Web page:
Well, a qualified piece o' cake. We have to define thing broadly enough to include things that aren't particularly thingy. Heat is a noun; January is a noun; innovation is a noun; asperity is a noun.

Linguists use the term noun phrase to refer to any word or group of words that's used as a noun: his far-seeing eye, for instance, is a single noun phrase, even though it's made up of a possessive pronoun (his), an adverb (far), a participial verb (seeing), and a noun (eye). I've disavowed any intention of using the terms of contemporary linguistics in this guide (not because they're bad, but because they're likely to be unfamiliar to my readers), but this one is worth knowing.

See also Pronoun. [Revised 11 June 2001; revised 1 June 2004.]


Many people use the word novel to refer to any book — a sloppy habit you should break. A full, proper definition of the word won't be easy; literary critics wrangle over whether many books deserve to be called novels. But virtually every definition of the term includes these four elements:

There are inevitably problematic cases. How long is “long”? What about the so-called “nonfiction novels” that became popular in the 1960s (like Truman Capote's In Cold Blood or Tom Wolfe's Electric Kool-Aid Acid Test)? What about “verse novels” (like Aleksandr Pushkin's Yevgeny Onegin)? Some authors mix elements of the novel with other genres; they may include nonfictional elements in their fiction or fictional elements in their nonfiction. All of these borderline cases can be grounds for legitimate argument.

But don't use the word willy-nilly for any old book. Chaucer's Canterbury Tales, for instance, is not a novel (it's a collection of verse narratives); Hamlet is not a novel (it's longish and fictional, but it's a play, not a narrative); A Narrative of the Life of Frederick Douglass is not a novel (it's a long prose narrative, but it's nonfiction). Plays, biographies, travel narratives, works of criticism, and so on are not novels.

The same goes for the word story: although the term is broader than novel, it still applies only to narratives. [Entry added 9 May 2007.]


Number — not numbers, for which see below — is a term in grammar. In English, nouns and verbs can take the singular number (for one thing) or the plural number (for more than one). Some languages have other possibilities: Homeric Greek, biblical Hebrew, and modern standard Arabic, for instance, have a dual number for things that come in pairs; I'm told there are languages with a trial number for three things, and some with a paucal number for “a few” things.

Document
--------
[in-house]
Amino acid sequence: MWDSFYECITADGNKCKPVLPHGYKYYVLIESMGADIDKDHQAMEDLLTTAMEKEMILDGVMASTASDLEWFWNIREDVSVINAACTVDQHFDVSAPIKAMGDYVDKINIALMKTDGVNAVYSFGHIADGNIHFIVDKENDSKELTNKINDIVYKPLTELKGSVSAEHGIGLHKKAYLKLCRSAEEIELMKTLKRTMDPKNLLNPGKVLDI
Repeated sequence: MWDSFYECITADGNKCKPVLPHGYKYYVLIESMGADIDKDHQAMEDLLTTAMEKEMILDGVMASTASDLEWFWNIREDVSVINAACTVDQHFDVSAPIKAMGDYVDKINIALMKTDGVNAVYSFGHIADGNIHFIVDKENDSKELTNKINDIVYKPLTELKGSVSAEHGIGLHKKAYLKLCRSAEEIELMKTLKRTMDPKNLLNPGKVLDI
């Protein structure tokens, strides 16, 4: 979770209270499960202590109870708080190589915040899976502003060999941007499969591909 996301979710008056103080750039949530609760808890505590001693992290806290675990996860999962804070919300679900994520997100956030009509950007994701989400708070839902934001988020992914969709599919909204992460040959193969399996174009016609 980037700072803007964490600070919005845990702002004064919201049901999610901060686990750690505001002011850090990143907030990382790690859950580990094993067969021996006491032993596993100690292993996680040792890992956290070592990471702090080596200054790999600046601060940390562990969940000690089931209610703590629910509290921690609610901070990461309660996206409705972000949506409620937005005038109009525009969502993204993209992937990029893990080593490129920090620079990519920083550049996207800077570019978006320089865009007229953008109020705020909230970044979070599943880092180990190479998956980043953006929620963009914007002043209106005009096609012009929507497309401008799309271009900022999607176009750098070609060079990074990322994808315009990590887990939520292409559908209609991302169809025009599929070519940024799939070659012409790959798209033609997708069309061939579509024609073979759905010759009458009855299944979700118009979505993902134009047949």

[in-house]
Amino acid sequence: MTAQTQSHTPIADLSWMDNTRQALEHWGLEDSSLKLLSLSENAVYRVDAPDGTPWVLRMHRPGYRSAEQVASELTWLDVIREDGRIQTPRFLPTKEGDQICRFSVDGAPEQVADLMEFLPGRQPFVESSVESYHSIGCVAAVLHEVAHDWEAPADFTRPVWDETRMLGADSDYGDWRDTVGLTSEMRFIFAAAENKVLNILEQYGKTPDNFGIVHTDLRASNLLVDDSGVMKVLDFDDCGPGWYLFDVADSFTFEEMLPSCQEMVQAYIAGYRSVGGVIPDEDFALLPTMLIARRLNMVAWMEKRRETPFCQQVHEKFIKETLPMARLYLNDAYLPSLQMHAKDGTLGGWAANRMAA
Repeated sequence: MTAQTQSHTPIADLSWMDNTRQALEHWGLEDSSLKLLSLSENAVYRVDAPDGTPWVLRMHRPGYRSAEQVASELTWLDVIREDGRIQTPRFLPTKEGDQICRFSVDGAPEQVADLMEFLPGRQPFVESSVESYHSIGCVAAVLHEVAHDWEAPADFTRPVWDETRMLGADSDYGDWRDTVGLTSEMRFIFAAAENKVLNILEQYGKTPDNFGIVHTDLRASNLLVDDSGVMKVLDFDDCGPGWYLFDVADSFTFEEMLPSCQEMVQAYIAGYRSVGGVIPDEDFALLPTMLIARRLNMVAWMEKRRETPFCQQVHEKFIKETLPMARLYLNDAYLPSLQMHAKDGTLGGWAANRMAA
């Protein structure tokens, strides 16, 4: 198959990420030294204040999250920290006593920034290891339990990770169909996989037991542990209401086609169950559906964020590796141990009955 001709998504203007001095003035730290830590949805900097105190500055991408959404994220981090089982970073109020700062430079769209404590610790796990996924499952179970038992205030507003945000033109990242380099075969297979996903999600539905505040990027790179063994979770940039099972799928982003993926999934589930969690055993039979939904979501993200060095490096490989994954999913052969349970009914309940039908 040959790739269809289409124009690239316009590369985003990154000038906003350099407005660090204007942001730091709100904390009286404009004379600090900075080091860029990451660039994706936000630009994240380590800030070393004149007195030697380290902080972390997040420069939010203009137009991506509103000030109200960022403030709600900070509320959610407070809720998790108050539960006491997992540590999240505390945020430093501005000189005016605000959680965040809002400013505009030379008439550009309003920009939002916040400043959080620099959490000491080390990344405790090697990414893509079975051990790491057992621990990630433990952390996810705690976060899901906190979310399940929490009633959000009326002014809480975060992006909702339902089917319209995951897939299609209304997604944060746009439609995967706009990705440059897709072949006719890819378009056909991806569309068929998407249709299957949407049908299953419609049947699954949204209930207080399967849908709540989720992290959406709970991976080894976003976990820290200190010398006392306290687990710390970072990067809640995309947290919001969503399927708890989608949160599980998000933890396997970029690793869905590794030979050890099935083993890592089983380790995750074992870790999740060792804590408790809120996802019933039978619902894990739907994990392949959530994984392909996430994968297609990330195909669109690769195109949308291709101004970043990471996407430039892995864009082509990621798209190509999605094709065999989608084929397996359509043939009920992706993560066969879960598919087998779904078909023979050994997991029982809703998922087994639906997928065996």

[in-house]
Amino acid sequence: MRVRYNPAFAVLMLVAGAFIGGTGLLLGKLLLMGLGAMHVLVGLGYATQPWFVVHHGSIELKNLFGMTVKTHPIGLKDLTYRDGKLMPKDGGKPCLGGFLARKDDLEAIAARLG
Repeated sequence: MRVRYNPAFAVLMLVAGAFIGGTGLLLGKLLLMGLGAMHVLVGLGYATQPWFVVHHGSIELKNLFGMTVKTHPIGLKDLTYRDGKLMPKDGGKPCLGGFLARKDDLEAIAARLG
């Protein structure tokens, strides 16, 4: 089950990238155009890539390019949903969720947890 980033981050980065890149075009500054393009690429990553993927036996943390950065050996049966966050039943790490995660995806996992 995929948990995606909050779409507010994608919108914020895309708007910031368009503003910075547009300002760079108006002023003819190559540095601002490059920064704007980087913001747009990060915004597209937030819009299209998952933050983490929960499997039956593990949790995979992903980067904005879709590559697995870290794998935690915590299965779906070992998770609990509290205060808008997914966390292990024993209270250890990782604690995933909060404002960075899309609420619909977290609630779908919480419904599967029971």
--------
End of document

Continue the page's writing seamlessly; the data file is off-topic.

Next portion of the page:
But modern English has just the two, singular and plural. We mark the plurals of most nouns with an s or es. The plurals of most pronouns take different forms: not I (first-person singular) but we (first-person plural); not he, she, or it (third-person singular) but they (third-person plural). Modern standard English doesn't distinguish singular and plural you, though forms like y'all, youse, and yuns show that many speakers would like them.

In verbs, at least most regular verbs, the plural tends to be the “uninflected” form, and we usually add s or es to the third-person singular: from the infinitive to look we get the third-person singular “he, she, it looks.”

But you know all this, or at least you do if you've been speaking English for more than a few months. Why should you care? There are a few occasions where even native speakers get tripped up; three come to mind:

Follow the cross-references for more details. [Entry added 21 Dec. 2004.]


The high school rule about spelling out numbers less than one hundred (some say ten; it's a question of house style) and writing them as numerals above has enslaved too many people. It's a good start, but here are a few more guidelines.

Never begin a sentence with a numeral: either spell out the number, or rewrite the sentence to move the number from the beginning.

Very large round numbers should be spelled out: not 1,000,000,000, but one billion — an American billion, that is; the British used to use billion for a million million, though they're increasingly using the American standard. If ever you need real precision in expressing very large numbers, scientific notation might make sense.

In a series of numbers, either spell them out or use numerals for every member of the list: don't switch in the middle, as in “pages thirty-two, ninety-six, 107, and 235.”

Dates should always get numerals: “October 3, 1990.”

There's almost never any reason to use both numerals and words for the same number: unless a law firm is paying you enough money to butcher the language with impunity, steer clear of abominations like “two (2)” or “12 (twelve).”

The only time you should mix spelling and numerals is in very large numbers: not 8,600,000, but 8.6 million.

Use numerals for anything difficult to spell out: not four and sixteen seventeenths, thirteen thousand three hundred twenty six, or three point one four one five nine. You can spell out simple fractions like one-half or two-thirds. [Revised 1 June 2004.]


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From the Guide to Grammar and Style by Jack Lynch.
Comments are welcome.